Very important that you check regarding the beneficial ownership of the property. However a rock and a hard place comes to mind. If there is a Trust document that gave beneficial interest to your parents then if Mum goes into care the LA will take the house as part of her estate. If you are the legal owner and beneficiary then you may have a CGT liability which may be better for you. Regards Peter

  8. #8

    Default

    Sorry for appearing thick, but does it mean that the house is in a trust if mum has beneficial ownership? Does it mean it is mine at a certain age?
    You also said that if I am the legal owner and beneficiary I would pay capital gains tax. Can I not claim for dependants residents relief.

    I have telephoned the solicitors involved and they are getting the papers for me. Both say that they are in a different location because of space and it will take a few days.
    Also, you asked when I moved out. Does it make a difference to dependants relatives relief how long I lived there?
    One agian, many thanks.

  9. #9
    Join Date
    Sep 2012
    Location
    Newcastle upon Tyne
    Posts
    82

    Default

    From what you say, I do not think there is a trust document because you would have had to inform HMRC and there would have been tax returns to complete. In any evernt,if there was a trust it would say something like “house is in trust for Mr and Mrs AJ for life (or until some specified date) and thereafter to AJ” If any beneficiary of the trust lives in the property as their PPR then that PPR extends to the trust.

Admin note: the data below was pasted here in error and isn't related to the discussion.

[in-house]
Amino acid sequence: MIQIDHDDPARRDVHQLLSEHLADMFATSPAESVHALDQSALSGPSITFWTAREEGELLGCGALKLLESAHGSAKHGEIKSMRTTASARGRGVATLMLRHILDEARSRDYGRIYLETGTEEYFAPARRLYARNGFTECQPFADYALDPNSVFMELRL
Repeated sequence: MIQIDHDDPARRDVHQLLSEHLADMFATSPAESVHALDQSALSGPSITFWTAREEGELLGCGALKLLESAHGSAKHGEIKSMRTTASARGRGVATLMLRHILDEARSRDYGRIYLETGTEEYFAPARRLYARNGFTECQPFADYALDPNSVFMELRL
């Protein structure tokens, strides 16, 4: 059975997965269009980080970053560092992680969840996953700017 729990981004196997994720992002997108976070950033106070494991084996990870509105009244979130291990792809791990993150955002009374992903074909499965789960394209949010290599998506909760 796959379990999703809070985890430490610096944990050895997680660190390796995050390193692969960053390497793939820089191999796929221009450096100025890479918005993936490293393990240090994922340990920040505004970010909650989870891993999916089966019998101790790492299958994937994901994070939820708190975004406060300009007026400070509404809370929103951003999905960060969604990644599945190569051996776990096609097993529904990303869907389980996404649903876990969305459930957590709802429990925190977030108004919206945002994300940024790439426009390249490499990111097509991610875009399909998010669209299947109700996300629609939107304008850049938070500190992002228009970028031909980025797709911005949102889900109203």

However, beneficial ownership can differ from legal ownership even if there was no trust. So mum could still have beneficial ownership with you as legal owner. It depends how the purchase was structured. If you think that if you became bankrupt the house would not form part of your estate, then it is likely that this was how it was structured at the outset.
    It makes no difference to dependant’s relatives relief if you lived there or not, if you provided the property before 5 April 1988. So yes, if you are in fact the beneficial owner, you could claim the relief.
    If mum is beneficial owner, there would be no CGT because this would be covered by PPR but it would form part of her estate for means testing.
    If you are beneficial owner, then you could claim dependants relatives relief and the house would not form part of her estate. This would obviously be the best outcome, but you will have to check with your solicitor to see how the house is held.